the acquisition. Replacement autos, on the other hand, have coverage automatically
extended for the entire term of the policy upon acquisition, regardless
of notice to the insurer.
In the complaint, Alfred Seiple contended that his new vehicles were added
to the existing policy by way of endorsement—the issuance of amended
declarations pages following immediate notification to the insurer of
the acquisition. Under Sackett III, a new waiver should be needed. Nonetheless,
the trial court dismissed the claims on a motion to dismiss, finding that
the vehicle was added pursuant to the newly acquired vehicle clause, which
the court found was continuous. On appeal, Seiple is seeking reversal
of the trial court decision, asserting that a new stacking waiver was
needed since new vehicles were not added pursuant to the newly acquired
vehicle clause. Seiple also maintains the position that the newly acquired
vehicle clause, even if applicable, was finite, not continuous in nature.
As such, he contends that a new waiver of stacking is needed.
The distinction between the notice requirement for the new and replacement
vehicles in the policy in Seiple is very similar to that in Bumbarger.
While the replacement vehicle is provided coverage for the remainder of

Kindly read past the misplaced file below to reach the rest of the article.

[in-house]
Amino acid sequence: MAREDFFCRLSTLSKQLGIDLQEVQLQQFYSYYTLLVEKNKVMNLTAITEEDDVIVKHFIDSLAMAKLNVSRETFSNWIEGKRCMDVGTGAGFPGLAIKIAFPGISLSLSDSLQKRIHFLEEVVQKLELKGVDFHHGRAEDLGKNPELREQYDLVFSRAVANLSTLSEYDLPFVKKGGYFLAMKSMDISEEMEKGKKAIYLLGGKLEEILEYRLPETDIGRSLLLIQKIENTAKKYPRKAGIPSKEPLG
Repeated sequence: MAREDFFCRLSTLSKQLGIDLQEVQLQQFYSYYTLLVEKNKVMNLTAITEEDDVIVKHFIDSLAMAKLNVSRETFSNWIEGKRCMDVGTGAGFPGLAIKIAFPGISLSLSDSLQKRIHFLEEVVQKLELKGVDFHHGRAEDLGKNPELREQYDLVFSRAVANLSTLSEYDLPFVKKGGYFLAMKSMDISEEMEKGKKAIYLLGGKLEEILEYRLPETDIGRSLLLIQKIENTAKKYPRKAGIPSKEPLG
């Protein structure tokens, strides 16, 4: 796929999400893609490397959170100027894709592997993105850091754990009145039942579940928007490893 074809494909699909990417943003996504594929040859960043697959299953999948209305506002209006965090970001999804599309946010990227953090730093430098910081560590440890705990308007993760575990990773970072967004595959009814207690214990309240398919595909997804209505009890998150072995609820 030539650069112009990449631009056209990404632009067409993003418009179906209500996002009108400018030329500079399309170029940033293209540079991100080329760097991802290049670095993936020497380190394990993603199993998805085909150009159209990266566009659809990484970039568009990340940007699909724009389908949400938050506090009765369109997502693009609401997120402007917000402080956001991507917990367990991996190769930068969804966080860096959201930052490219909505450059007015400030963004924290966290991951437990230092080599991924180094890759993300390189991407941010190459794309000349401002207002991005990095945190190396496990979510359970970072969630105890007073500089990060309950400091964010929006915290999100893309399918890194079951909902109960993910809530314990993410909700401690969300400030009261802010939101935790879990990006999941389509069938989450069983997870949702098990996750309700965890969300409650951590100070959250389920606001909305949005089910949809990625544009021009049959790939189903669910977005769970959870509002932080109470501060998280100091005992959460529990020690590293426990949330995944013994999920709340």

the policy term, the newly acquired vehicle is given coverage for the
finite period until notification is given and the vehicle is then listed
on the policy. When the new vehicle becomes a listed vehicle, the newly
acquired vehicle ceases to function. This is true of the newly acquired
clause in most auto policies. In Seiple, the Third Circuit will address
the same issues decided in Bumbarger. The Third Circuit accepted Seiple
for disposition on June 12 without oral argument.
In Pennsylvania, the application of the stacking rules of Sackett by insurers
is currently not uniform. The en banc Superior Court has clarified the
application of these rules. The Third Circuit has a similar opportunity
to clear up any confusion. Those insurers, like those in Bumbarger and
Seiple, that contend that all new vehicles are added to policies pursuant
to a continuous newly acquired vehicle clause, thereby obviating the need
for a new stacking waiver, will need to amend their underwriting policies.
In practice, most new vehicles are not added to existing policies by way
of a newly acquired vehicle clause. Instead, most new cars are added to
policies by the issuance of amended declarations pages, thereby immediately
making the new vehicle a listed vehicle without the application of any
newly acquired vehicle clause. Many newly acquired clauses, if triggered,
are finite in nature, in stark contrast to replacement vehicle clauses.
Claimants in Pennsylvania need to be aware of the stacking rules and their
application in order to maximize recovery in motor vehicle accident cases.
JAMES C. HAGGERTY is one of the founding partners of Haggerty, Goldberg,
Schleifer & Kupersmith, with offices in Philadelphia, Holland, Reading
and Allentown, Pa. He focuses his practice on plaintiffs personal injury,
bad faith, UM/UIM and insurance coverage matters, having previously represented
the insurance industry for more than 30 years.